Our archbishop, with the greatest pains and zeal, administered the Sacraments to the flock of his jurisdiction, and expounded the Gospel of the Lord, confirming all in the Faith, and for nearly two years vainly sought after by the English, being protected by the care and devotion of the Irish, and disguising his identity and calling by wearing secular apparel. Eventually it chanced one day while the archbishop was staying with Thomas Fleming, an Anglo-Irish baron, at his castle of Slane, in his own dominion, a grave question was started at dinner, in the presence of the squint-eyed Robert Dillon, one of the Queen's judges. The heretics, giving each his own opinion, freely proceeded to such extreme folly, that Dermot, who was present, and long kept silent, lest he should betray himself, could not any longer stand their rashness, and so, to the great astonishment of all, he easily refuted the silly doctrines of the heretics, with an air of authority, and great eloquence and learning. Hereupon Dillon was led to surmise that this was some distinguished person who might greatly obstruct heresy. He related the matter to Adam Loftus, Chancellor of Ireland, and to Henry Wallop, Lord Treasurer, both Englishmen, and with whom the government of Ireland then rested, as the Viceroy was absent. These ordered Baron Thomas, under heavy penalties, to send them the archbishop in chains. The archbishop, having meantime left Slane, was arrested by the baron and royalist emissaries in the castle at Carrick-on-Suir in the month of September 1583, whilst staying with Thomas Butler, surnamed the Black, Earl of Ormonde, who was much offended and distressed at the arrest, and afterwards did his best to rescue the bishop from the executioners, except that he did not take up arms as he ought to have done in such a case, and perhaps would have done, but that he was a Protestant.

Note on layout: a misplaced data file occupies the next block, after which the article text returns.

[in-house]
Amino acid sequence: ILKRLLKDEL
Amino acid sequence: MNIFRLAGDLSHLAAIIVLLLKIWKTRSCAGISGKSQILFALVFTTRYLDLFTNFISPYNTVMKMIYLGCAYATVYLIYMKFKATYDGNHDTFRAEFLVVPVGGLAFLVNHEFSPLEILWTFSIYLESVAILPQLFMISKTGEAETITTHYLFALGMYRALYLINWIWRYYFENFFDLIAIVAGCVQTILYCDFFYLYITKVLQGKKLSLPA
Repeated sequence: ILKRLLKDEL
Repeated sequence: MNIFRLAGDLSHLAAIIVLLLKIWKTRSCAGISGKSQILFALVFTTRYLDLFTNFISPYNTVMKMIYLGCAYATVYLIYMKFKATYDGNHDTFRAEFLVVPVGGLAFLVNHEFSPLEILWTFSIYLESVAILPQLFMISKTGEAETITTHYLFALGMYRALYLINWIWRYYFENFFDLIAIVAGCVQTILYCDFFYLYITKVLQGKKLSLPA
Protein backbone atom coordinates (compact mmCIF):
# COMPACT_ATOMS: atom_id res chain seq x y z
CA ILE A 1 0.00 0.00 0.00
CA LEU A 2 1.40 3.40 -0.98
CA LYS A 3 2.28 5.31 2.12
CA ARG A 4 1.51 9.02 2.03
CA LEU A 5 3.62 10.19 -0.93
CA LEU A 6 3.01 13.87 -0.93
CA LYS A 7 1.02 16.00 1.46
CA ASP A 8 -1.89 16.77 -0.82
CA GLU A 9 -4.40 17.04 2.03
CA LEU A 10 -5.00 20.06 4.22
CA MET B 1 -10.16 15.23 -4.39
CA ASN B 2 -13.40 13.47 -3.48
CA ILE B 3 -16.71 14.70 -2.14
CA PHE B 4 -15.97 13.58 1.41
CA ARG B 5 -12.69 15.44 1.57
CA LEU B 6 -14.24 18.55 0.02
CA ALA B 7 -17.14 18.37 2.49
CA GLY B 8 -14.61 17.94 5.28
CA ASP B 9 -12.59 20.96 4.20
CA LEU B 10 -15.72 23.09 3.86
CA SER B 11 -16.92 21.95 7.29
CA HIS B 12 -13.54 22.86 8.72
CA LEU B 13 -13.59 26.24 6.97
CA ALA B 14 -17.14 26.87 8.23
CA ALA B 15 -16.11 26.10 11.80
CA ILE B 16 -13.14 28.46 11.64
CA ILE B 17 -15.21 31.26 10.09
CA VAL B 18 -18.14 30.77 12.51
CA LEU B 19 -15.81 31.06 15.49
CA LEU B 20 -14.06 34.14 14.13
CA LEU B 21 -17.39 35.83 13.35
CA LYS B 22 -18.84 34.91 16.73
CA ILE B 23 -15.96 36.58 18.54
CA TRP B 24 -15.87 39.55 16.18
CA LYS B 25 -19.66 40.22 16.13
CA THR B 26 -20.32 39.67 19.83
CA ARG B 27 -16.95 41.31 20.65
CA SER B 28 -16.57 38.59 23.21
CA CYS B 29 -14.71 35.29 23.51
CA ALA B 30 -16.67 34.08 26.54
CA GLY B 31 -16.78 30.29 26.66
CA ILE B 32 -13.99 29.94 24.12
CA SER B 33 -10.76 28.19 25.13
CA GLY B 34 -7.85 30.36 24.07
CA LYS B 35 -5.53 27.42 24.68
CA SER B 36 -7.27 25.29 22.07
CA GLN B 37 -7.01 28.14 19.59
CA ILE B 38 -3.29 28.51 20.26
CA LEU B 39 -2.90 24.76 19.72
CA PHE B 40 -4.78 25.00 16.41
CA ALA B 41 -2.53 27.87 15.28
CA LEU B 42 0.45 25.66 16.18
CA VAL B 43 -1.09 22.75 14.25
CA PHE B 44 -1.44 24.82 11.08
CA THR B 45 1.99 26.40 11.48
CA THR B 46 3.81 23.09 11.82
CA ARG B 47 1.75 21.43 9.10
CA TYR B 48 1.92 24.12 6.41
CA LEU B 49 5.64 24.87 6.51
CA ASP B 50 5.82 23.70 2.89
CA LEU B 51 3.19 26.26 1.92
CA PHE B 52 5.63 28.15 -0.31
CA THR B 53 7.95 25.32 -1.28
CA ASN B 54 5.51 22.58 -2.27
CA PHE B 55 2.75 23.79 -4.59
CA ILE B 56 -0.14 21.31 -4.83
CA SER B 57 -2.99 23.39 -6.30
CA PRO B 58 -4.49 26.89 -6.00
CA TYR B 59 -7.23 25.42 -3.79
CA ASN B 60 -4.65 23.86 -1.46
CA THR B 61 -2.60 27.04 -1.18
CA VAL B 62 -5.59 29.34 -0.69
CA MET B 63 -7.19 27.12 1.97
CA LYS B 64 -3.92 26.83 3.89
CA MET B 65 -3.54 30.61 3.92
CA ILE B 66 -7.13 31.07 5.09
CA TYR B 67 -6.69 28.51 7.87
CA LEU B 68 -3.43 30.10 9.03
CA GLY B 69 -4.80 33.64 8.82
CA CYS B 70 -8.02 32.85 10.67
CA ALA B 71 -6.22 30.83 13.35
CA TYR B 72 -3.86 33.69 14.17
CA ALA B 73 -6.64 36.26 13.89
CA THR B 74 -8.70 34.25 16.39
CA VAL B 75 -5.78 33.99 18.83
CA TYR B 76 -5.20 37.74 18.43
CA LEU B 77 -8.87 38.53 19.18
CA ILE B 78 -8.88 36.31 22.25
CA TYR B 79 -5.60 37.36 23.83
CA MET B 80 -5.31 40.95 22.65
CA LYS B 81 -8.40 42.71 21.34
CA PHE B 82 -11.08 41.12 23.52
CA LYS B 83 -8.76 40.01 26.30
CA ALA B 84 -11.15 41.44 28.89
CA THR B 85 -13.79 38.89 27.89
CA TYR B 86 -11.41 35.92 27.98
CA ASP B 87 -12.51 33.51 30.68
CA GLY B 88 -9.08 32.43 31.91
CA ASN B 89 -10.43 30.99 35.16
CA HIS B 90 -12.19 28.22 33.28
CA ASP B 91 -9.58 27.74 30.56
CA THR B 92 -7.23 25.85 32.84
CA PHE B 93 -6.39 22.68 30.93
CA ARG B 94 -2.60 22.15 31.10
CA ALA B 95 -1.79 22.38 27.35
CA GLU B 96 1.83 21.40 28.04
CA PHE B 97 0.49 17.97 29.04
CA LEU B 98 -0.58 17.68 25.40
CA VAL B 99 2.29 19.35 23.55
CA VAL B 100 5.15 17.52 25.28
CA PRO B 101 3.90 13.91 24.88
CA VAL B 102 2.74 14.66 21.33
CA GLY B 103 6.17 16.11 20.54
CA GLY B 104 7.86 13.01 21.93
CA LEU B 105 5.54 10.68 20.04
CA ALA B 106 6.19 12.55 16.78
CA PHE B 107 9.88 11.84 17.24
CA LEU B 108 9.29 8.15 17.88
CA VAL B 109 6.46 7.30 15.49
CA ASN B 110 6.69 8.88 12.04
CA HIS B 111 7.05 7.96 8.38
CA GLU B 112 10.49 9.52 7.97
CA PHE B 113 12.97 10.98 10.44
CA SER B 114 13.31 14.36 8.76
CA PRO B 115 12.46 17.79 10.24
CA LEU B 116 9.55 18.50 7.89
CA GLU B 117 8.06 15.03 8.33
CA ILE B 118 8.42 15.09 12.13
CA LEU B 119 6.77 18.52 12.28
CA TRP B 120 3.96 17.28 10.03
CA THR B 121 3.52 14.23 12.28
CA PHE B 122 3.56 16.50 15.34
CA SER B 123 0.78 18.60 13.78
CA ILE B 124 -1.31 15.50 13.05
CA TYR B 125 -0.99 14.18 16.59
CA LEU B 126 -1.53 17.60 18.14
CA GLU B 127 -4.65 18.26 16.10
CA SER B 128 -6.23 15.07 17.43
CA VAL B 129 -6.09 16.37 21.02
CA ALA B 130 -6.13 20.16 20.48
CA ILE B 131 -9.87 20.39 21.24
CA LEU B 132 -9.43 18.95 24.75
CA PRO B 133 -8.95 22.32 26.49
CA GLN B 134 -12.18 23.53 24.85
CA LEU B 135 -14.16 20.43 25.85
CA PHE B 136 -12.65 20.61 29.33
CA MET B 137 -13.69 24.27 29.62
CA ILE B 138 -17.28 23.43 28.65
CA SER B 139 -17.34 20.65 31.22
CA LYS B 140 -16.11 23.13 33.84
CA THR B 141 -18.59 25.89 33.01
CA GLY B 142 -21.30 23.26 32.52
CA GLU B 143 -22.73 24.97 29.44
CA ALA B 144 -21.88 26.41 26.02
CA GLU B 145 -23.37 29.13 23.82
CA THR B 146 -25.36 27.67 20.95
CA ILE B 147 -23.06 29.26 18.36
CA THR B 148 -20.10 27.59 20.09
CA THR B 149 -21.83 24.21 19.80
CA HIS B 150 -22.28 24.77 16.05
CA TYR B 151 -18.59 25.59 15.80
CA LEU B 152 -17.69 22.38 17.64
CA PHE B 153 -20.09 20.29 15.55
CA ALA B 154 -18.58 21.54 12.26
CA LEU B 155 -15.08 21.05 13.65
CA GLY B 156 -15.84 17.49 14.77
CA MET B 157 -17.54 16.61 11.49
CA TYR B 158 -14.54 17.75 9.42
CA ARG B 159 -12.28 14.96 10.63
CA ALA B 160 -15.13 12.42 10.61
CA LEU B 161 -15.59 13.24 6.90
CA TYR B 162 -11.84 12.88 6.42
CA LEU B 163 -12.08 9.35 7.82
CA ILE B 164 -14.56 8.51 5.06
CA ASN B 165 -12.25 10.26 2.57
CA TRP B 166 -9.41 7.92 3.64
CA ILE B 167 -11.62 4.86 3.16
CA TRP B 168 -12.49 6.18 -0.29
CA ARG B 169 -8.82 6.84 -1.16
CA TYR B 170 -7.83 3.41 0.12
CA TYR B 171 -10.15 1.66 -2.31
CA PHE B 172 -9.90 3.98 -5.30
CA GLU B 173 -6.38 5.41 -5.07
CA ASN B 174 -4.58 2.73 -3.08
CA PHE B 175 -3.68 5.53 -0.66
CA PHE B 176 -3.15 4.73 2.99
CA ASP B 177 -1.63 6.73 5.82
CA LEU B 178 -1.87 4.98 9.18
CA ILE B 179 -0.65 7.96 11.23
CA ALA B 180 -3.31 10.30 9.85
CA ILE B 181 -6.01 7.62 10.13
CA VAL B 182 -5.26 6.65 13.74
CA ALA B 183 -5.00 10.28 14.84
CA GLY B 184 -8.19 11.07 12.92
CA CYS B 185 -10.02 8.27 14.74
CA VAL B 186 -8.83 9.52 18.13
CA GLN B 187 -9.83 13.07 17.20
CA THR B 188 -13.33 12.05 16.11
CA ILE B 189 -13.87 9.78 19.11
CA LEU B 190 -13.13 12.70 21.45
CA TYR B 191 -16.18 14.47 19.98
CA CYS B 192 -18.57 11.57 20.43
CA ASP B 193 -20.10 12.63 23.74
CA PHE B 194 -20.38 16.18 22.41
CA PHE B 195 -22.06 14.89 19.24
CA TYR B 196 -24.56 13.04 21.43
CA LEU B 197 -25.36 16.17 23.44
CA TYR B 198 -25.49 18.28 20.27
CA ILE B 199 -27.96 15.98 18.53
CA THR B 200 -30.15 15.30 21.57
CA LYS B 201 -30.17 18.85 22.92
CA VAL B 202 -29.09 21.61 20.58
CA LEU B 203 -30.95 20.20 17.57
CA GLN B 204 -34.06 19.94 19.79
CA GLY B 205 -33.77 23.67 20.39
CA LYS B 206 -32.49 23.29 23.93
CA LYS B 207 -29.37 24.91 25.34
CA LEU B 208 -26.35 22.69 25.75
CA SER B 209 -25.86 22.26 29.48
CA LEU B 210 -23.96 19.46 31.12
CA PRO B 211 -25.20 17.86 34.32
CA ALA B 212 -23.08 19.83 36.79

The bishop being brought to Dublin, the chief city of the Kingdom, was kept many days in chains in a dark, dismal, and foetid prison, until that day in the following year, which is kept under the name of the Lord's Supper, on which day he was attacked by the heretics in this manner first, he was brought before Adam the Chancellor, and Henry, the Treasurer, and civilly and kindly invited to follow the tenets of the heretics, and promised large rewards on condition of abjuring his sacred character, relinquishing the office received from the Pope, and (O villainy!) entering upon the archbishopric under the Queen's authority. He told them that he was bound and resolved never to desert the Church, Faith, or Vicar of Christ Jesus for any consideration. Then the Chancellor and Treasurer endeavoured to deceive him by cunning arguments, straining every nerve to establish the truth of their falsehoods. Dermot, not relishing this, especially as he was not allowed to reply to their nonsense, bade them, stupid and ignorant men (such was his high spirit), not to offer ridiculous and false doctrines to him, an archbishop, and doctor of celebrated academies. Then the heretics, filled with anger, exclaimed if we cannot convince you by argument, we will make you quit this, your false law, and embrace our religion or feel our power. The bishop was bound hand and foot, was thrown on the ground, and tied to a large stake. His feet and legs were encased in top boots (a kind of boot at that time common, made of leather, and reaching above the knee) filled with a mixture of salt, bitumen, oil, tallow, pitch, and boiling water. The legs so booted were placed on iron bars, and horribly and cruelly roasted over a fire. When this torture had lasted a whole hour, the pitch, oil and other mixtures boiling up, burnt off not only the skin, but consumed also the flesh, and slowly destroyed the muscles, veins and arteries; and when the boots were taken off, carrying with them pieces of the roasted flesh, they left no small part of the hones bare and raw, a horrible spectacle for the bystanders, and scarcely credible. But the martyr, having his mind filled with thoughts of God and holy things, never uttered a word, but held out to the end of the torture with the same cheerfulness and serenity of countenance he had exhibited at the commencement of his sufferings. When however, in this savage way, the tyrants had failed to break the unconquerable spirit of the martyr by their more than Phalaric cruelty, he was by their order, brought back to his former prison, a foul place filled with a dense fog, ready to endure worse torments, if such could be devised.